Sylvania reports good interim results

21st February 2023

By: Marleny Arnoldi

Creamer Media Contributing Editor Online


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Aim-listed Sylvania Platinum has generated higher earnings and profit for the six months ended December 31, prompting it to declare an interim dividend of 3p a share.

Group earnings before interest, taxes, depreciation and amortisation (Ebitda) totalled $45.6-million, compared with $36.2-million posted for the six months ended December 31, 2021.

Net profit of $32.6-million for the six months under review compares with a net profit of $24.4-million in the prior comparable period.

The company attributes its healthy performance to a 19% increase in production from the Sylvania Dump Operations, in South Africa’s Bushveld Complex, from 32 376 oz of platinum, palladium, rhodium and gold (4E) in the prior half-year to 38 471 oz in the reporting period.

Sylvania reports that run-of-mine grades at the Mooinooi deposit have increased significantly, which helped to boost production numbers in the period.

The company has revised upward its production guidance for the 2023 financial year, targeting between 70 000 oz and 72 000 oz of 4E.

CEO Jaco Prinsloo and CFO Lewanne Carminati say the construction and optimisation of a new flotation circuit at the Tweefontein deposit is on track for conclusion in a few months’ time, as is the Lannex MF2 project, which should both contribute to higher platinum group metals output.

Meanwhile, the Sylvania board in July last year approved a new dividend policy, which specifies a 40% minimum payout ratio of adjusted free cash flow. While the company has been consistently paying dividends for the last six years, Carminati explains that the company needed to change its dividend policy to be less vague and more conducive to forecasting and modelling.

She says some investors were unable to model and forecast dividends and, therefore, invest in the company, which necessitated a relook at the dividend policy.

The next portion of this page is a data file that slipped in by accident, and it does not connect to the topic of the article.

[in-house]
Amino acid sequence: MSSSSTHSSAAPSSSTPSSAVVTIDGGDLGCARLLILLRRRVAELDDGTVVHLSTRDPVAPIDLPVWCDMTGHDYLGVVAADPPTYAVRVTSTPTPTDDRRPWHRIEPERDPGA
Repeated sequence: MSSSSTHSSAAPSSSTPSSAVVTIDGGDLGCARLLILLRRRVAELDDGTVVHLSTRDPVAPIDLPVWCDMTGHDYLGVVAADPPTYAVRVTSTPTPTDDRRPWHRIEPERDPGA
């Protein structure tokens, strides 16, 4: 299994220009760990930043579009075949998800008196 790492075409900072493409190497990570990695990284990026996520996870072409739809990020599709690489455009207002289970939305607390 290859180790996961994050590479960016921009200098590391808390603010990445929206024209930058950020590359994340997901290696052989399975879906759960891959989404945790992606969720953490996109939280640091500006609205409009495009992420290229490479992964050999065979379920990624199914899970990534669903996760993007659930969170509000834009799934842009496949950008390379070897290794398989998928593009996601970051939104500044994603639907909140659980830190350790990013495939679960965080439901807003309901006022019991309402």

After having bought back just over 1.08-million ordinary shares from shareholders in the period under review, and paying a final dividend of 8p apiece in December 2022, for the financial year ended June 30, 2022, the company’s cash balance stood at $124-million at the end of December 31, 2022, with no debt.

Moreover, after publishing an updated mineral resources estimate (MRE) and scoping study on the Volspruit North Body in October 2022, Sylvania has embarked on another scoping study focused on the South Body and including significant rhodium resources.

Prinsloo tells Mining Weekly that the uptake of electric vehicles (EVs) has happened slower than expected in the last year, leading to a slower substitution of internal combustion engines and, therefore, the rhodium used in autocatalysis. He says the uptake of EVs has been hampered by battery material shortages globally, which is likely to persist in the foreseeable future, hence the attractiveness to develop the full potential of the Volspruit deposit.

Volspruit also contains platinum, nickel and copper mineralisation. The company aims to complete the South Body scoping study by July/August, which will help to inform a decision on the way forward for the project, either progressing to a prefeasibility or feasibility study, depending on the quality of data gathered.

Volspruit North has a measured and indicated resource of 14.87-million tonnes of platinum and palladium and just under 20-million pounds of copper grading 0.06%.

In turn, the Aurora project, with its La Pucella and Hacra target areas, is showing generous mineralised intersection thickness, with the company focused on a maiden MRE for the Hacra target in particular. The deposit may be considered at a strike extension of the Aurora project, or be mined as a standalone openpit operation.

Commenting on some of the local factors influencing its operations, Prinsloo points out that higher-than-normal rainfall has been recorded throughout the country this year. This would have normally impacted on access to tailings resources; however, Sylvania has long been refining its operations by managing critical stockpile levels, so that production is not impacted by heavy rains.

In terms of power availability, Prinsloo says only one of its operations – Lesedi – has lost 13 days in the period under review owing to load curtailment, which is, in turn, a result of loadshedding. To this end, Sylvania has decided to install backup diesel generators at the site, to run the entire plant.

Prinsloo explains that the company would have preferred to install or procure solar power for the plant; however, power is necessary throughout all hours of the day. Besides, he adds, modern diesel generators often supply cleaner electricity compared to grid power that is fuelled by coal.

Edited by Chanel de Bruyn
Creamer Media Senior Deputy Editor Online


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